When I started cooking in earnest, and got up the courage to have friends over to share in my efforts, the question was always, “Have you always liked to cook?” The easy answer was to deflect and say that my passion for cooking was a recent awakening, something I probably inherited from my home economics teacher mother.
The more I cooked, the more I explored new dishes and techniques, the more I entertained over meals, the more the history of my being in the kitchen, and liking it, came to the surface. In college, it started when I moved into an apartment, and tried, with limited experience and even fewer tools, to be a really efficient cook. When home for holidays, breaks, and summer vacation, I would occasionally have some friends over, taking the opportunity to experiment with dishes I’d heard of, had never had, but wanted to try and experience. Beef Stroganoff will do that to you, if you’ve got the curiosity; so will Shrimp Newburg.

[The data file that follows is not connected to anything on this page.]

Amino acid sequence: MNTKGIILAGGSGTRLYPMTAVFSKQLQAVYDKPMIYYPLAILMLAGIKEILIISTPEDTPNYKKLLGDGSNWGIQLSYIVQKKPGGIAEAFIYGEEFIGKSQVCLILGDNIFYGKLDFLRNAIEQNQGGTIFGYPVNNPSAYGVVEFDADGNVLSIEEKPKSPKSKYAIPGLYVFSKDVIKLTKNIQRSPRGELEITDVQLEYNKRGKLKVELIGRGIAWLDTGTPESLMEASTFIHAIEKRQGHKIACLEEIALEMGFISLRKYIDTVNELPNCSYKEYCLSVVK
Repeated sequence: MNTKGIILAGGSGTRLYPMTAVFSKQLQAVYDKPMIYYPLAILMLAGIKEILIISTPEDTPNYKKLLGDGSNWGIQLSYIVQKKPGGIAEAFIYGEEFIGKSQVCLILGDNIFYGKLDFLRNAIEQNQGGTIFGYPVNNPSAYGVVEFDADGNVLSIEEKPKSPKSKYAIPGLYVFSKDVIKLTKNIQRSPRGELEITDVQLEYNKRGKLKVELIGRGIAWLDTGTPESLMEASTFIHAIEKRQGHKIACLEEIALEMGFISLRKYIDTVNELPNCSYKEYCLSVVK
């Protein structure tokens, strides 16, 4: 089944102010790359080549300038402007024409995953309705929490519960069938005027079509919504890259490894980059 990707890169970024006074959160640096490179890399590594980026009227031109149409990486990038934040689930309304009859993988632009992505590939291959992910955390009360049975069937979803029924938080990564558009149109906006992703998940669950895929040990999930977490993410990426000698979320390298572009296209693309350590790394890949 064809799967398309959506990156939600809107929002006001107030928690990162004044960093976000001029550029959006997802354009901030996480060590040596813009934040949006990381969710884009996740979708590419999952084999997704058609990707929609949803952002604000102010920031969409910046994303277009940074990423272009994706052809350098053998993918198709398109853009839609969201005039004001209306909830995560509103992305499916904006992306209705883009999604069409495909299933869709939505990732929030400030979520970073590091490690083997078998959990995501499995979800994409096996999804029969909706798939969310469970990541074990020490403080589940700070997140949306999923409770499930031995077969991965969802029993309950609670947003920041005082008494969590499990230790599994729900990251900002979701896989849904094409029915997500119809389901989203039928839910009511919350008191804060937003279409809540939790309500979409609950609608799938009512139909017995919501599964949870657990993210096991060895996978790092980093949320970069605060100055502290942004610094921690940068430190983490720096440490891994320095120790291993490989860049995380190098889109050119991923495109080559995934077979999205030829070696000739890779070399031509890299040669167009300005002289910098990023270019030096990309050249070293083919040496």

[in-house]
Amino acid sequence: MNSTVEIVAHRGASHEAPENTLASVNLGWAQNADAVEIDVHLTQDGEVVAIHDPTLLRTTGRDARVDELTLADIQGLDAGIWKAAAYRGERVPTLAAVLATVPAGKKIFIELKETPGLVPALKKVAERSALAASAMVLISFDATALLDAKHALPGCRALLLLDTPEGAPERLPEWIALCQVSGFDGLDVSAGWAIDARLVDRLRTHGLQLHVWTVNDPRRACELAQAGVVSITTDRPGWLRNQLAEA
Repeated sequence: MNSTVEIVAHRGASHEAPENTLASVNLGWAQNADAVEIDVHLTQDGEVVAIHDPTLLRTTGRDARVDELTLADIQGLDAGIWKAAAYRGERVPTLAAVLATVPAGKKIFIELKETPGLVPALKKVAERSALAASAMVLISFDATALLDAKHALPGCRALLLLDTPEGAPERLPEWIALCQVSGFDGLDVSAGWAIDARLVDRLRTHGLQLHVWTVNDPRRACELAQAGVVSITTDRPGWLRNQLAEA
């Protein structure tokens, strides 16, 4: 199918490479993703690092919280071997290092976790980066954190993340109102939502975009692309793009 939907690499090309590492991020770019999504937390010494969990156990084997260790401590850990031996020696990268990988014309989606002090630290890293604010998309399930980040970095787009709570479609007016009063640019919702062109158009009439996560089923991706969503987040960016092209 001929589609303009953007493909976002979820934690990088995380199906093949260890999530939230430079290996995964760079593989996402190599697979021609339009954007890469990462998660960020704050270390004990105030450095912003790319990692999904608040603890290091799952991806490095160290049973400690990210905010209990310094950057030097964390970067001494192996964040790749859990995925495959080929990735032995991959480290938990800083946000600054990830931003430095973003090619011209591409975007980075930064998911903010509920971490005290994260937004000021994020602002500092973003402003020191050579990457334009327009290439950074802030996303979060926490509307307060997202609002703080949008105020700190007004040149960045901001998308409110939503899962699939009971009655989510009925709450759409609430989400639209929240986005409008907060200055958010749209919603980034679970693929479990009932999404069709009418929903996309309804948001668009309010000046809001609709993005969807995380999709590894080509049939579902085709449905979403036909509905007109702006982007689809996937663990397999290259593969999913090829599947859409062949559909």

When my wife’s health took her out of our home, and with the encouragement of my daughter, who loves to cook and always has, cooking for myself, and ultimately for others as well, flourished.
Growing up, meals were almost always taken as a family – breakfast, dinner, and supper (now breakfast, lunch, and dinner). Fraternity life in college added its version of that pattern, and at least one meal a day was in the fraternity house dining room, all seated and dining together. I’ve gone full circle, and though I do eat many meals by myself, the sheer joy of preparing a meal to be enjoyed with others at my table, with the resulting experience of a good meal, good friends, and good conversation, is a driving force behind my continuing journey and growth. Taking it into the realm of the existential, the greater impact of food, and its ability to bring us together, hangs like a guiding light, ever on the horizon.